The Mahabharata of Krishna-Dwaipayana Vyasa, Volume 1 eBook

This eBook from the Gutenberg Project consists of approximately 2,273 pages of information about The Mahabharata of Krishna-Dwaipayana Vyasa, Volume 1.

“And it so happened that one day the child Aswatthaman observing some rich men’s sons drink milk, began to cry.  At this I was so beside myself that I lost all knowledge of the point of the compass.  Instead of asking him who had only a few kine (so that if he gave me one, he would no longer be able to perform his sacrifices and thus sustain a loss of virtue), I was desirous of obtaining a cow from one who had many, and for that I wandered from country to country.  But my wanderings proved unsuccessful, for I failed to obtain a milch cow.  After I had come back unsuccessful, some of my son’s playmates gave him water mixed with powdered rice.  Drinking this, the poor boy, was deceived into the belief that he had taken milk, and began to dance in joy, saying, ’O, I have taken milk.  I have taken milk!’ Beholding him dance with joy amid these playmates smiling at his simplicity, I was exceedingly touched.  Hearing also the derisive speeches of busy-bodies who said, ’Fie upon the indigent Drona, who strives not to earn wealth, whose son drinking water mixed with powdered rice mistaketh it for milk and danceth with joy, saying, ’I have taken milk,—­I have taken milk!’—­I was quite beside myself.  Reproaching myself much, I at last resolved that even if I should have to live cast off and censured by Brahmanas, I would not yet, from desire of wealth, be anybody’s servant, which is ever hateful.  Thus resolved, O Bhishma, I went, for former friendship, unto the king of the Somakas, taking with me my dear child and wife.  Hearing that he had been installed in the sovereignty (of the Somakas), I regarded myself as blessed beyond compare.  Joyfully I went unto that dear friend of mine seated on the throne, remembering my former friendship with him and also his own words to me.  And, O illustrious one, approaching Drupada, I said, ’O tiger among men, know me for thy friend!’—­Saying this, I approached him confidently as a friend should.  But Drupada, laughing in derision cast me off as if I were a vulgar fellow.  Addressing me he said, ’Thy intelligence scarcely seemeth to be of a high order inasmuch as approaching me suddenly, thou sayest thou art my friend!  Time that impaireth everything, impaireth friendship also.  My former friendship with thee was for a particular purpose.  One of impure birth can never be a friend of one who is of pure birth.  One who is not a car-warrior can never be a friend of one who is such.  Friendship can only subsist between persons that are of equal rank, but not between those that are unequally situated.  Friendship never subsisteth for ever in my heart.  Time impaireth friendships, as also anger destroyeth them.  Do thou not stick, therefore, to that worn-off friendship between us.  Think not of it any longer.  The friendship I had with thee, O best of Brahmanas, was for a special purpose.  There cannot be friendship between a poor man and a rich man, between an unlettered hind and a man of letters, between a coward and a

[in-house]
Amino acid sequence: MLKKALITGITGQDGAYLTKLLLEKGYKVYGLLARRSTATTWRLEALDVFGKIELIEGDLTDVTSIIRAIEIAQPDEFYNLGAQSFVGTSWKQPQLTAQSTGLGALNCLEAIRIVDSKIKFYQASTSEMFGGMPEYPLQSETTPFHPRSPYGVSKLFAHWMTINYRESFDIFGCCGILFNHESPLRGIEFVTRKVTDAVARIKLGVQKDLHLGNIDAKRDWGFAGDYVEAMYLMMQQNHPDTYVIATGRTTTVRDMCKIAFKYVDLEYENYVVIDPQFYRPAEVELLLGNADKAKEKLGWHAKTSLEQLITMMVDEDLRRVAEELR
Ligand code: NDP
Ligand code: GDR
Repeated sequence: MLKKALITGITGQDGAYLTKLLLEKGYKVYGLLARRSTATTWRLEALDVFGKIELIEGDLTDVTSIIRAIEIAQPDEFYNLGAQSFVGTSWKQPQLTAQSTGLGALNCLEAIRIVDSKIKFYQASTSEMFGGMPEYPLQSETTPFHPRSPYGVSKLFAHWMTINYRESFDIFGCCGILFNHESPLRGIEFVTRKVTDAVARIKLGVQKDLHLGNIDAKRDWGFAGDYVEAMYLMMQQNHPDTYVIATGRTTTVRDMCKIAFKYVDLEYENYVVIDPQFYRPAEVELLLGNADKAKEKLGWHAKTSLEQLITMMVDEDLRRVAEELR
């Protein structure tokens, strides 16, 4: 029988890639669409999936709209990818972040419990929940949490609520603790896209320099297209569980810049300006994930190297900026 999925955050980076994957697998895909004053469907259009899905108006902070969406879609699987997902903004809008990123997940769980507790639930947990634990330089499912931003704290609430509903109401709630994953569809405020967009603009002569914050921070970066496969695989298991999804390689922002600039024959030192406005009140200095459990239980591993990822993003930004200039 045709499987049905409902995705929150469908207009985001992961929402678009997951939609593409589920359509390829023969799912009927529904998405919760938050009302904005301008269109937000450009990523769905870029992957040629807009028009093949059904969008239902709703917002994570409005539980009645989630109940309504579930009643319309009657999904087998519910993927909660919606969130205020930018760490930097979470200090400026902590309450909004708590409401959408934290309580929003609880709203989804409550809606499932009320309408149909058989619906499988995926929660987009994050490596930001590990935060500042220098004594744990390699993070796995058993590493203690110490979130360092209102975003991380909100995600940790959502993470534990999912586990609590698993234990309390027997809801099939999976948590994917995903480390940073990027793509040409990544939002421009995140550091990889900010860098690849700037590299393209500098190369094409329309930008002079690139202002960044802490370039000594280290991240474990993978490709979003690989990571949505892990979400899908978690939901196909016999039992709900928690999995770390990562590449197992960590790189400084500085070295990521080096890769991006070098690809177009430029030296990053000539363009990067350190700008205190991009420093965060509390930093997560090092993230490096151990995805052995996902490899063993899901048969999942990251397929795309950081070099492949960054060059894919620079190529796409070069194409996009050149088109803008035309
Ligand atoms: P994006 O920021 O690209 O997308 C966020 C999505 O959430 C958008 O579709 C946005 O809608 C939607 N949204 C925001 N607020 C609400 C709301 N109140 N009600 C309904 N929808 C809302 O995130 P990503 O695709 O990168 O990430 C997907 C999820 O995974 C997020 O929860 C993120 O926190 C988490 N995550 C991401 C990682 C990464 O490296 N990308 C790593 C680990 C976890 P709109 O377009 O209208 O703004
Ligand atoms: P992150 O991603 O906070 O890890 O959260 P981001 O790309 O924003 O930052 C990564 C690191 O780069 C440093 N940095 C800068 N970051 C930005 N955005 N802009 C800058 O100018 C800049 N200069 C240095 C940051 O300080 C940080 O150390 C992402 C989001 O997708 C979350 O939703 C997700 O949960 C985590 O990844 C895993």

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The Mahabharata of Krishna-Dwaipayana Vyasa, Volume 1 from Project Gutenberg. Public domain.
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